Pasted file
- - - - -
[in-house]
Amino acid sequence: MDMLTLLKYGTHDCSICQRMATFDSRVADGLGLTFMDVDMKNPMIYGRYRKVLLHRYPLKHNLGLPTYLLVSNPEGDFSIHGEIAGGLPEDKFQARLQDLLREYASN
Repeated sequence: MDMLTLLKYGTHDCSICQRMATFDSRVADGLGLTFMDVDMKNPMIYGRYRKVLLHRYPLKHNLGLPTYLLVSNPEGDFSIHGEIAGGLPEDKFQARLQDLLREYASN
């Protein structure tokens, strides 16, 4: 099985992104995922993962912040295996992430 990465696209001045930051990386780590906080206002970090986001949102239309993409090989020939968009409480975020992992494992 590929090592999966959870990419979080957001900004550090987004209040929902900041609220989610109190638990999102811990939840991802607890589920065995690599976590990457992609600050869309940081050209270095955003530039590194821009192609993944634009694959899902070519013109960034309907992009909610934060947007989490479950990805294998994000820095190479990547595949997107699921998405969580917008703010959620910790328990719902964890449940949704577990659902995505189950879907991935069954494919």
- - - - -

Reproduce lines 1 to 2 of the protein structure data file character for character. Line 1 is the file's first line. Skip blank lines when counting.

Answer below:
[in-house]
Amino acid sequence: MDMLTLLKYGTHDCSICQRMATFDSRVADGLGLTFMDVDMKNPMIYGRYRKVLLHRYPLKHNLGLPTYLLVSNPEGDFSIHGEIAGGLPEDKFQARLQDLLREYASN